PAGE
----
More than a year after flooding, landslides and extreme weather caused billions of damage in B.C., the province is still waiting on the bulk of federal support.
The Office of the Auditor General pegs the response and recovery from the effects of the historic atmospheric river in November of 2021 at $3.5 billion, a figure that represents more than 50 per cent of all the estimated costs for all weather-related disasters in the past 20 years combined.
By the end of March 2022, the province received $824 million — or 18 per cent — of the $4.475 billion in federal support. The payment was part of a larger federal payment of $870 million received in July 2022. Emergency Management BC and the ministry of public safety expects to receive a further $557 million before March 31.
These figures are once again raising questions about the pace of the federal response.
B.C. is eligible for federal support under a program administered by Public Safety Canada. The federal Disaster Financial Assistance Arrangements offers assistance to provinces and territories by request when response and recovery costs following extreme weather events.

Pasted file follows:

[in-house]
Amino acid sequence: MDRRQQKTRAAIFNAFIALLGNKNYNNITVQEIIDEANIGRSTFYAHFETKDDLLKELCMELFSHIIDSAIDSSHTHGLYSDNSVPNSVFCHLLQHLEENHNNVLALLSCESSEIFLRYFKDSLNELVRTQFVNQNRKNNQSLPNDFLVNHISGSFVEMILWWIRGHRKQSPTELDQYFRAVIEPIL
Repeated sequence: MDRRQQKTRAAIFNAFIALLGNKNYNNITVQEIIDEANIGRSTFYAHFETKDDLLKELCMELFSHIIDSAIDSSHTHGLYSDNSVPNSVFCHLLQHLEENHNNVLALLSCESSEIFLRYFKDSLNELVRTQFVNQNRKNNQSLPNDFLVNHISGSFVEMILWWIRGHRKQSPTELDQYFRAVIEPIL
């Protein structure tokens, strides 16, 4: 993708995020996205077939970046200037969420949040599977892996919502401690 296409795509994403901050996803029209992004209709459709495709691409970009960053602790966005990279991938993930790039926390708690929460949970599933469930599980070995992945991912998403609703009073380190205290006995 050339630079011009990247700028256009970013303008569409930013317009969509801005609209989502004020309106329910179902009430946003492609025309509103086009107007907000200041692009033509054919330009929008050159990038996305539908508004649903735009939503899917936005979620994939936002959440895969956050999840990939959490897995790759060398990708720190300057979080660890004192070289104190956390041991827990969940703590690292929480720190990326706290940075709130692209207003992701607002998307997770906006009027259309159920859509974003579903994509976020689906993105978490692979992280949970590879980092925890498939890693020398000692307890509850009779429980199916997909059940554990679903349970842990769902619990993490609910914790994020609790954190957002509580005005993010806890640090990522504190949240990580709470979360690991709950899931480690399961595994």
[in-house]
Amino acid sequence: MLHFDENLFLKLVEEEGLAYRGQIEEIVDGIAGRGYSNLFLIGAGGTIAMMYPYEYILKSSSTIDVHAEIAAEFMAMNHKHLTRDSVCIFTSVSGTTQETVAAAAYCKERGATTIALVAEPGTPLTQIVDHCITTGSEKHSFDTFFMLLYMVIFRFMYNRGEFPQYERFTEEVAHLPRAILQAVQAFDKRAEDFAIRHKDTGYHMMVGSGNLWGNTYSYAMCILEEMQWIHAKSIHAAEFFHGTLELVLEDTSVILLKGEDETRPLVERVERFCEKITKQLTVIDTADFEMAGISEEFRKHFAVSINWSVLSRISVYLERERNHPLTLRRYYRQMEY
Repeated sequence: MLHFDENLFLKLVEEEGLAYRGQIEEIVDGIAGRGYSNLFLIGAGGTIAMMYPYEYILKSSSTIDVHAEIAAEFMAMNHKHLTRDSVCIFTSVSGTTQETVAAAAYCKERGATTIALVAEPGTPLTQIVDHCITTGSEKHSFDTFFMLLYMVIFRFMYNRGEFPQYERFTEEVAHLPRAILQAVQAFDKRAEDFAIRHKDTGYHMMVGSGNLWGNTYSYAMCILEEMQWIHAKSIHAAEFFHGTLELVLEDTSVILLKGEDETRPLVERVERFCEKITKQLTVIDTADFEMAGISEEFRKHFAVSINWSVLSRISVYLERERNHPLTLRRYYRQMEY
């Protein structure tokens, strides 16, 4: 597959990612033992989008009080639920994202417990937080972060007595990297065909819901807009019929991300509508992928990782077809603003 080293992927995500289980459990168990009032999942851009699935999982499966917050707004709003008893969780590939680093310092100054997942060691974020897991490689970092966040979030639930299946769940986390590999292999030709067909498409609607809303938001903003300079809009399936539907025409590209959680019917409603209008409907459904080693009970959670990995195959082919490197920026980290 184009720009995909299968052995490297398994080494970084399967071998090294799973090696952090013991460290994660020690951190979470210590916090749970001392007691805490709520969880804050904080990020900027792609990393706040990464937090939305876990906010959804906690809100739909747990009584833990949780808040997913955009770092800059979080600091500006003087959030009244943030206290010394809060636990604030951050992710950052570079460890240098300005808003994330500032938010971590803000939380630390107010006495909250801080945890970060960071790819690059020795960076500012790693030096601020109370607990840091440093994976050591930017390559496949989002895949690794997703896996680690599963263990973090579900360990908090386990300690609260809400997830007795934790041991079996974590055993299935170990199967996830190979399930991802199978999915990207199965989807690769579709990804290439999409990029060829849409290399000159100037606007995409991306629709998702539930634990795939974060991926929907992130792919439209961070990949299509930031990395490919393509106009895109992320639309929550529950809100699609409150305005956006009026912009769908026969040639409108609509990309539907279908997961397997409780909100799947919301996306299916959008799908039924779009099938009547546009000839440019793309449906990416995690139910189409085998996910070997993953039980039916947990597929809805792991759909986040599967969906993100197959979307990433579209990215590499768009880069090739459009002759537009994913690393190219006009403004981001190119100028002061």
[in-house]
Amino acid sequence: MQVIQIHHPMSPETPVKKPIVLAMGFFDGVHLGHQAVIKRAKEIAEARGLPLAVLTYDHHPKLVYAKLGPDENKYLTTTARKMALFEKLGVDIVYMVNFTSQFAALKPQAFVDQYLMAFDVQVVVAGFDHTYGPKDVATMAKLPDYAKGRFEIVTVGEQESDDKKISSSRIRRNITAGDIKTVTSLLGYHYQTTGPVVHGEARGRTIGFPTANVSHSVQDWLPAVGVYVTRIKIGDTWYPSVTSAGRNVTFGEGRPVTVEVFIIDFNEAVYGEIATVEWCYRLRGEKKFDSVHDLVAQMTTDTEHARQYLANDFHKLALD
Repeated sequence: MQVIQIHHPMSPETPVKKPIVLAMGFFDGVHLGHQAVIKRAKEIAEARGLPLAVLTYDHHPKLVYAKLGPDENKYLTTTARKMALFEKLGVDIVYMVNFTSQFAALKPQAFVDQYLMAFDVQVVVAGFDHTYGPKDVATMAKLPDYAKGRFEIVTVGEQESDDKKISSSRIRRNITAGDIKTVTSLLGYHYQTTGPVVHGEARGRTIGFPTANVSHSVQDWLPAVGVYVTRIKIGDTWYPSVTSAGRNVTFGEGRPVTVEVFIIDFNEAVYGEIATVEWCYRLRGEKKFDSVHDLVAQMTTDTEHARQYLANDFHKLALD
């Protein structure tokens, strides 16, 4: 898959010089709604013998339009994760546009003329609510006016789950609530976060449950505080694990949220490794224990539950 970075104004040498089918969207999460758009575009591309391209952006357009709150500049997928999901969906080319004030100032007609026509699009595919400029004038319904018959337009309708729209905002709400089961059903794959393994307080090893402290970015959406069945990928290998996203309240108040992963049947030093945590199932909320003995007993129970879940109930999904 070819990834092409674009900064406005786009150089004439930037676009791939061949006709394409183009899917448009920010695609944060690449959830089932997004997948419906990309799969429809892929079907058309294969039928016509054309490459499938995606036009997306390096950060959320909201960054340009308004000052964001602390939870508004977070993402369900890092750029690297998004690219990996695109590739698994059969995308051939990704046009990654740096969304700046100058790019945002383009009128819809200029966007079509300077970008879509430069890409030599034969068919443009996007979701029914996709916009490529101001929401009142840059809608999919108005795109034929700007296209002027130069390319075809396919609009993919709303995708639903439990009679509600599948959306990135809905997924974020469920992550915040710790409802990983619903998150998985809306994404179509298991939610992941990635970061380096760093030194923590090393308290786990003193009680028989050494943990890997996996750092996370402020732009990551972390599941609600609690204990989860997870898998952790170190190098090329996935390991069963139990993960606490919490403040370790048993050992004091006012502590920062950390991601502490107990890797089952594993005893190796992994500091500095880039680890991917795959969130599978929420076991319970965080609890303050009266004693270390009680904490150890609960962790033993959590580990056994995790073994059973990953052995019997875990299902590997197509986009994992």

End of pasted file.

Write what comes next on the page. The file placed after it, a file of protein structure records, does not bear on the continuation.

Federal program guidelines allow EMBC to ask for upfront payments of up to 50 per cent based on reasonable estimates of future costs.
Summer 2021 also brought destructive wildfires to the province. Federal supports for those events topped $307 million and so far B.C. has received $207 million — or 67 per cent — as of June 2022.
Black Press Media has reached out to the provincial government and Public Safety Canada for comment.
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